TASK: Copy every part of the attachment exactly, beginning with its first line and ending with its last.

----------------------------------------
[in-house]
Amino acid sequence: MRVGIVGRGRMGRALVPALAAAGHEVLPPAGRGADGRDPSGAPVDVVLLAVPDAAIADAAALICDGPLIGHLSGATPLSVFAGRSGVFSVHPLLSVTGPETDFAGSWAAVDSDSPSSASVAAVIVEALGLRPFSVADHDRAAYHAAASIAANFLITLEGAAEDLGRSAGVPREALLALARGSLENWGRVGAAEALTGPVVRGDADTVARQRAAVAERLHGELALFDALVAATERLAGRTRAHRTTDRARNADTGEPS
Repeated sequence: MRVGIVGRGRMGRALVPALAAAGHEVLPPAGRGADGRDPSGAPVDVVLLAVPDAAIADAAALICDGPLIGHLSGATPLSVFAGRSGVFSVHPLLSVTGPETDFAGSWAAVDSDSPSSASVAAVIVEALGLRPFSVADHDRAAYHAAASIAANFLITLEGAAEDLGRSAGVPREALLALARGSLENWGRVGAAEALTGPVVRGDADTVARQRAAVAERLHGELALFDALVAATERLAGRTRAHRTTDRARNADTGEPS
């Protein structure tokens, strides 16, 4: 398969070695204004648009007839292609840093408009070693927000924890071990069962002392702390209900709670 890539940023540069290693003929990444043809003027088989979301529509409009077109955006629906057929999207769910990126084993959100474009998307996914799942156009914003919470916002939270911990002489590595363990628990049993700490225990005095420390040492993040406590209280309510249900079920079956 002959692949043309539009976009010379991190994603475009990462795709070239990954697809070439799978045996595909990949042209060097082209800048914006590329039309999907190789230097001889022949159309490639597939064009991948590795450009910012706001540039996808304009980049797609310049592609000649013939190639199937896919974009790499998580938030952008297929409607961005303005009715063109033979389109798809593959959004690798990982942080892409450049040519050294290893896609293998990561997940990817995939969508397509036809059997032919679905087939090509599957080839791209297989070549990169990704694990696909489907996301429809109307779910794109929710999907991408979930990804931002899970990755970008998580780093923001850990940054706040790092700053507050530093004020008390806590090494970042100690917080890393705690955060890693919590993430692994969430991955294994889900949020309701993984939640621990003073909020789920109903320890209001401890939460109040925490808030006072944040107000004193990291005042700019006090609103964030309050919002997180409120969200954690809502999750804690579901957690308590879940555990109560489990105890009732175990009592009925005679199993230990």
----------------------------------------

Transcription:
[in-house]
Amino acid sequence: MRVGIVGRGRMGRALVPALAAAGHEVLPPAGRGADGRDPSGAPVDVVLLAVPDAAIADAAALICDGPLIGHLSGATPLSVFAGRSGVFSVHPLLSVTGPETDFAGSWAAVDSDSPSSASVAAVIVEALGLRPFSVADHDRAAYHAAASIAANFLITLEGAAEDLGRSAGVPREALLALARGSLENWGRVGAAEALTGPVVRGDADTVARQRAAVAERLHGELALFDALVAATERLAGRTRAHRTTDRARNADTGEPS
Repeated sequence: MRVGIVGRGRMGRALVPALAAAGHEVLPPAGRGADGRDPSGAPVDVVLLAVPDAAIADAAALICDGPLIGHLSGATPLSVFAGRSGVFSVHPLLSVTGPETDFAGSWAAVDSDSPSSASVAAVIVEALGLRPFSVADHDRAAYHAAASIAANFLITLEGAAEDLGRSAGVPREALLALARGSLENWGRVGAAEALTGPVVRGDADTVARQRAAVAERLHGELALFDALVAATERLAGRTRAHRTTDRARNADTGEPS
């Protein structure tokens, strides 16, 4: 398969070695204004648009007839292609840093408009070693927000924890071990069962002392702390209900709670 890539940023540069290693003929990444043809003027088989979301529509409009077109955006629906057929999207769910990126084993959100474009998307996914799942156009914003919470916002939270911990002489590595363990628990049993700490225990005095420390040492993040406590209280309510249900079920079956 002959692949043309539009976009010379991190994603475009990462795709070239990954697809070439799978045996595909990949042209060097082209800048914006590329039309999907190789230097001889022949159309490639597939064009991948590795450009910012706001540039996808304009980049797609310049592609000649013939190639199937896919974009790499998580938030952008297929409607961005303005009715063109033979389109798809593959959004690798990982942080892409450049040519050294290893896609293998990561997940990817995939969508397509036809059997032919679905087939090509599957080839791209297989070549990169990704694990696909489907996301429809109307779910794109929710999907991408979930990804931002899970990755970008998580780093923001850990940054706040790092700053507050530093004020008390806590090494970042100690917080890393705690955060890693919590993430692994969430991955294994889900949020309701993984939640621990003073909020789920109903320890209001401890939460109040925490808030006072944040107000004193990291005042700019006090609103964030309050919002997180409120969200954690809502999750804690579901957690308590879940555990109560489990105890009732175990009592009925005679199993230990």